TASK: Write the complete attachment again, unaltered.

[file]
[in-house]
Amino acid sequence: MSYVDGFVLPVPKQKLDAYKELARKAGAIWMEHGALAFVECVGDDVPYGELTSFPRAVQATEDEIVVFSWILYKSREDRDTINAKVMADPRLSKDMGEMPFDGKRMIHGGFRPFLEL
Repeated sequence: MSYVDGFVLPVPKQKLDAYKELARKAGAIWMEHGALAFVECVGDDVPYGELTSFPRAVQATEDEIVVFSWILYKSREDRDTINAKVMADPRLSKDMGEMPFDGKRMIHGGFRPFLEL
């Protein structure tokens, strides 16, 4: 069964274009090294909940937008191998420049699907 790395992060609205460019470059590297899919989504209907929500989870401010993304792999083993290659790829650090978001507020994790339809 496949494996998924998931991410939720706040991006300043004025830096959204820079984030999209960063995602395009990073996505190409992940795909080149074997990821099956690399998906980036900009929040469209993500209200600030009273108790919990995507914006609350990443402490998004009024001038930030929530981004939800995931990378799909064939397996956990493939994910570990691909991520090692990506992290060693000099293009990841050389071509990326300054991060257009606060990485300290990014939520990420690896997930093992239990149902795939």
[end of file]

[in-house]
Amino acid sequence: MSYVDGFVLPVPKQKLDAYKELARKAGAIWMEHGALAFVECVGDDVPYGELTSFPRAVQATEDEIVVFSWILYKSREDRDTINAKVMADPRLSKDMGEMPFDGKRMIHGGFRPFLEL
Repeated sequence: MSYVDGFVLPVPKQKLDAYKELARKAGAIWMEHGALAFVECVGDDVPYGELTSFPRAVQATEDEIVVFSWILYKSREDRDTINAKVMADPRLSKDMGEMPFDGKRMIHGGFRPFLEL
């Protein structure tokens, strides 16, 4: 069964274009090294909940937008191998420049699907 790395992060609205460019470059590297899919989504209907929500989870401010993304792999083993290659790829650090978001507020994790339809 496949494996998924998931991410939720706040991006300043004025830096959204820079984030999209960063995602395009990073996505190409992940795909080149074997990821099956690399998906980036900009929040469209993500209200600030009273108790919990995507914006609350990443402490998004009024001038930030929530981004939800995931990378799909064939397996956990493939994910570990691909991520090692990506992290060693000099293009990841050389071509990326300054991060257009606060990485300290990014939520990420690896997930093992239990149902795939």